Thousands of Rohingya youths face bleak academic future

Youths vow to rid themselves of stateless life and lead their nation, no matter how long it takes.

Thousands of Rohingya youths face bleak academic future

Five years ago, Mobarak Ali, a Rohingya secondary student, fled a brutal military crackdown in Rakhine state in his home country Myanmar with thousands of others.

Ali thought the perils would not last long and he could return to his homeland and resume academic life.

He took shelter at a Rohingya refugee camp in Bangladesh’s southern border district of Cox’s Bazar, which is now home to more than 1.2 million of the persecuted people.

Of them, more than 700,000 fled Myanmar within a couple of days following the massive attacks of the Myanmar military on Aug. 25, 2017 in the guise of anti-insurgent raids. The United Nations and human rights defenders labeled the inhuman massacres as a “textbook example of ethnic cleansing” while many others, including the US, have deemed it genocide.

Bangladesh is currently hosting more than 1.2 million Rohingya, most of whom fled a brutal military crackdown in their home country of Myanmar’s Rakhine state in August 2017.

Since then, Ali, along with other Rohingya, have been living in the congested camps in Bangladesh in a subhuman environment as a stateless nation without refugee status.

Despite many attempts, Ali failed to continue his education in Bangladesh. As a stateless person, he deserves the right to receive the maximum primary level of education in Bangladesh under Myanmar's curriculum.

Bangladesh considers the Rohingya as displaced citizens of Myanmar and not refugees. So the Rohingya are allowed to educate their children only up to class five or the primary level under the Myanmar curriculum in the Rohingya camps. Learning centers for Rohingya are registered by the office of Bangladesh’s Refugee Relief and Repatriation Commissioner.

As a result, Ali’s fundamental right to education has been hanging in the balance for five years. He should be studying at a university by now.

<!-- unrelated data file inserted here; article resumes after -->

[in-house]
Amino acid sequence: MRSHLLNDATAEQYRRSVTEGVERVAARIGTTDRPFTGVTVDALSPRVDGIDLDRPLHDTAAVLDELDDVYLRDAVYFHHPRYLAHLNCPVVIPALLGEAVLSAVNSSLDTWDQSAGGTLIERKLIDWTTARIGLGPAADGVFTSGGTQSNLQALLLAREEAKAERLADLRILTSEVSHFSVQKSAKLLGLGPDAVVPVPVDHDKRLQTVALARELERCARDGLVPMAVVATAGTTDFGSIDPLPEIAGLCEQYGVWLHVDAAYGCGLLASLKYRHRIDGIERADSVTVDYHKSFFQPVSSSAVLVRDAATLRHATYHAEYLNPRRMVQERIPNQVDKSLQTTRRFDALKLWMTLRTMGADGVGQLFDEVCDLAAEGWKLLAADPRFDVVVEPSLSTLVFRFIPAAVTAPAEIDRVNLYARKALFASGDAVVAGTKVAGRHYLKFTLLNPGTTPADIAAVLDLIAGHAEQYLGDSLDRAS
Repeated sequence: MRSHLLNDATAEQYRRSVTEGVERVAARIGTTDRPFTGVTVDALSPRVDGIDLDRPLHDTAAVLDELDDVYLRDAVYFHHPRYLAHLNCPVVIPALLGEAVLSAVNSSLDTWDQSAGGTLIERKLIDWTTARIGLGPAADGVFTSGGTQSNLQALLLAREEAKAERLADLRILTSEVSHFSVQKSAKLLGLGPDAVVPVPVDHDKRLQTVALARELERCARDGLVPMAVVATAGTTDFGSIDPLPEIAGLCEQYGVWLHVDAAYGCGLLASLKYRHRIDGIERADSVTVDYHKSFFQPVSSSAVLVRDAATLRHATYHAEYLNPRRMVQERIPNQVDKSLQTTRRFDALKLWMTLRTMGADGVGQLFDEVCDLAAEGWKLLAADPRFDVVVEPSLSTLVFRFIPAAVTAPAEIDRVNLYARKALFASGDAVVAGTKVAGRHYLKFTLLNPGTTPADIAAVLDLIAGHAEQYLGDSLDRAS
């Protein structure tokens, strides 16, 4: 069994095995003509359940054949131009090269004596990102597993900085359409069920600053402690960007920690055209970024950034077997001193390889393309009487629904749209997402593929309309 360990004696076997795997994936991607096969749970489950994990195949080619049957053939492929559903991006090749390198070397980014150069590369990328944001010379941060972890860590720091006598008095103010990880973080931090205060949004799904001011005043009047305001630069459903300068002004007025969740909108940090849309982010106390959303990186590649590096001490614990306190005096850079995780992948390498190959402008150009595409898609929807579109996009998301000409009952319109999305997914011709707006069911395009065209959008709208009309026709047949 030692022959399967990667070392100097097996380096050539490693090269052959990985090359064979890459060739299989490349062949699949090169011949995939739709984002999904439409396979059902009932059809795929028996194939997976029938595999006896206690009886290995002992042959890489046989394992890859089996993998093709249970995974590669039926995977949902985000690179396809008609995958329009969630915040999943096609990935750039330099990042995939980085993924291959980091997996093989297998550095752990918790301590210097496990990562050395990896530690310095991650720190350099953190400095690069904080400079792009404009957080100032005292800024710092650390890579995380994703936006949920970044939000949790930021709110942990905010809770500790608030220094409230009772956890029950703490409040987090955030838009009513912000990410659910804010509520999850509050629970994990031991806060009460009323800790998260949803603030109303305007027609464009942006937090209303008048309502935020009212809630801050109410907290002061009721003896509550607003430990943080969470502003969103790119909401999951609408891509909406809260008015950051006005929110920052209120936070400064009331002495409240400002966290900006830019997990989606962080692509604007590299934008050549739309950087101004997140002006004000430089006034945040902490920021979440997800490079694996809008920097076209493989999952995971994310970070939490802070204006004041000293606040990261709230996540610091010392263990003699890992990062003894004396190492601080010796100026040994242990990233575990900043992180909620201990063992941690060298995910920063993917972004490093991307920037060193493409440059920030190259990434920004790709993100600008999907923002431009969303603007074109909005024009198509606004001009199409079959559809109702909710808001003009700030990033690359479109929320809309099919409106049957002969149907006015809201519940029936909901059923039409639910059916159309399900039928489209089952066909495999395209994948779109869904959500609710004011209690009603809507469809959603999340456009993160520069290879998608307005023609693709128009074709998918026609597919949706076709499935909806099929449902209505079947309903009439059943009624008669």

“It is like a death to me that despite having the mental and physical fitness and wholehearted dream, I could not continue my studies and have been leading an idle life in a sprawling camp in another country as a displaced person,” Ali told Anadolu Agency, standing in front of his tent at camp no. 5.

Ali is not alone in this ordeal. Thousands of others in the 34 Rohingya camps in Bangladesh are facing the same dilemma.

Learning English to keep dreams alive

Ali said that in the last five years, there has been no visible progress in the dignified repatriation of Rohingya to their home country of Myanmar with citizenship rights and safety.

“After long thinking, I as well as dozens of my other friends, mostly my classmates, decided that we would not lose our hope and not waste our time. We will learn English through different online platforms,” he said.

He added that earlier, most of them used their smartphones and internet data to browse social media and other entertainment content. “But now we enjoy different tutorials on learning English.”

“If we can write and speak English fluently, we can communicate with the whole world in any crucial moment and can lead our nation on the global platform in the future,” another Rohingya youth, Mohammad Ziauddin, told Anadolu Agency.

Labeling the uncertainty of sustainable repatriation and restrictions to higher education in Bangladesh’s camps as bad luck for them, Ziauddin added that in this era of information technology and globalization, they should not be frustrated and should ensure optimum use of all possible technologies to update themselves.

“The frustration that once gripped us has been removed a lot. Now we are fully focused on self-education and becoming experts in English,” he said.

Higher education

Speaking to Anadolu Agency, Mojib Ullah, a member of the Rohingya diaspora in Australia and co-founder of the Rohingya Refugee Network (RRN), said that receiving education is the fundamental right of any human being.

“It’s very unfortunate for us that thousands of our boys and girls who studied in our home country of Myanmar have failed to continue their education in Bangladesh. We don’t know how many years we have to wait for repatriation. If it takes a decade more, should all eligible students in our community stop studying?” he questioned.

Regina de la Portilla, communications officer of the United Nations High Commissioner for Refugees (UNHCR), told Anadolu Agency that education for Rohingya can benefit both Bangladesh and Myanmar.

“If they are educated, they can serve the host country until repatriation, and they will also serve their home country after returning,” said Portilla.

She said education is a basic right for every human being across the globe. Anyone can desire to study as much as they wish.

“We, as part of the United Nations, are talking to both the Bangladesh and Myanmar governments to hold a dialogue to solve the crisis through meaningful repatriation,” Portilla added.

Hüseyin Demir

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YORUM EKLE